The Blue Mountains, in the hinterland west of Sydney, are not really mountains. They are the much-dissected remains of the edge of a plateau. This, of course, doesn't detract one whit from their beauty, and I was very happy indeed when our friend Rita offered to take Eileen and I for a drive into the Blue Mountains National Park on April 2, 2011.
Eileen and Rita decided that I would be best left to my own devices, and so they dropped me off to do a bit of walking on the Braeside Track in the Blue Mountains National Park near Blackheath – my first chance in almost four decades to get back into a bit of real Australian bush. It proved to be a lovely spot, perched on the edge of the plateau, and crossed by a peaceful-looking little stream that, if you follow it far enough, pitches over a sheer cliff to fall as a cascade into the valley below.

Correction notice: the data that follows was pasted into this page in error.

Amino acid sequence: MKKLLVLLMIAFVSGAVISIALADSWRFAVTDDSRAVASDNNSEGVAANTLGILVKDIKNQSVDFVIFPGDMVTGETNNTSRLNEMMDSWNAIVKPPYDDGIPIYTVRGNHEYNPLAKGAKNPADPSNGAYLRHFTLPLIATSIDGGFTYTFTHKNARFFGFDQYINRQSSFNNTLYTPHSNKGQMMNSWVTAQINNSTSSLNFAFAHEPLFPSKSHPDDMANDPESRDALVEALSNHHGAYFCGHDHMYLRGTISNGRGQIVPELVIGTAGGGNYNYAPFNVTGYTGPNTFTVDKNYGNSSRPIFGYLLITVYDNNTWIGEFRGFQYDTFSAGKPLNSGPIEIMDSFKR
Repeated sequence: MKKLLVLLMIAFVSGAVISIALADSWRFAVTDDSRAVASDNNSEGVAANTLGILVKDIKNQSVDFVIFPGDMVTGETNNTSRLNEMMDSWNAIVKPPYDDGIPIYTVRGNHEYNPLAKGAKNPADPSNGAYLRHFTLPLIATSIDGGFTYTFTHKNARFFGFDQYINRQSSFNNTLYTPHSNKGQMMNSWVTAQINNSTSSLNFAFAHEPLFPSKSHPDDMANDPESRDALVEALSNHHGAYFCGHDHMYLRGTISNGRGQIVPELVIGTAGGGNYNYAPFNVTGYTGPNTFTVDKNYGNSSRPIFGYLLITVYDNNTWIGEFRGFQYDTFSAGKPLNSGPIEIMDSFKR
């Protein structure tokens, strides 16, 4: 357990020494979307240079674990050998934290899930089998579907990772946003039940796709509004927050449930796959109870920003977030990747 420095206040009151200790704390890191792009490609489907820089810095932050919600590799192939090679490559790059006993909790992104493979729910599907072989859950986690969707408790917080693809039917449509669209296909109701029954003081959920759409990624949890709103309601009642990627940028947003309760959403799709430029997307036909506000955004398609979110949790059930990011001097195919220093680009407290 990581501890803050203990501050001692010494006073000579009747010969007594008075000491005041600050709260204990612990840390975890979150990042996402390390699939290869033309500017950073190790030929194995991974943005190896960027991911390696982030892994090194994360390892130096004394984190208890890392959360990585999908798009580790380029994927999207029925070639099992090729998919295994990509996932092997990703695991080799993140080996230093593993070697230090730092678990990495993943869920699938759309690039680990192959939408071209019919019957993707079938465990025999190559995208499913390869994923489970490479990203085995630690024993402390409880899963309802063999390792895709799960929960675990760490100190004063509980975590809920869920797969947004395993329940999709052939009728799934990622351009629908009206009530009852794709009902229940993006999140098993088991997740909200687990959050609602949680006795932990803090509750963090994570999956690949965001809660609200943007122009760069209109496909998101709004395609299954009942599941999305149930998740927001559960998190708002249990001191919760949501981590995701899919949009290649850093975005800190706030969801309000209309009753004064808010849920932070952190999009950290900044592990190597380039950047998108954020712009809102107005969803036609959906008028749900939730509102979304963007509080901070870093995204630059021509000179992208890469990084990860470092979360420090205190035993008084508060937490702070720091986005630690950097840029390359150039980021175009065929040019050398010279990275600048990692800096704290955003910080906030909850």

The edge of the cliff, in fact, was never far away.
The technical term for this sort of woodland, a woodland dominated by various species of eucalyptus, is "sclerophyll", meaning "hard-leaved". Eucalyptus woodlands are quintessentially Australian, and apparently bothered the dickens out of early European landscape painters. Paintings of the Australian scene done by Europeans in the early 19th century almost invariably substitute perfectly ordinary English woodlands for a treescape dominated by eucalyptus, even if the artists had the real thing right in front of their eyes.
The spindly, open branches of eucalyptus, bearing their clumps of grace-green, sickle-shaped leaves only at their tips, give the real Blue Mountain landscape the look of a woodland designed by Dr. Seuss. Homesick Englishmen hated it. My delight at seeing it again, by contrast, was unbounded.
Above the trees outcrops of Hawkesbury sandstone lined the trail. These are potential homes for one of Australia's most dangerous animals, the Sydney Funnel-web Spider (Atrax robustus), so it doesn't do to go sticking your hand into attractive-looking crevices. I didn't try.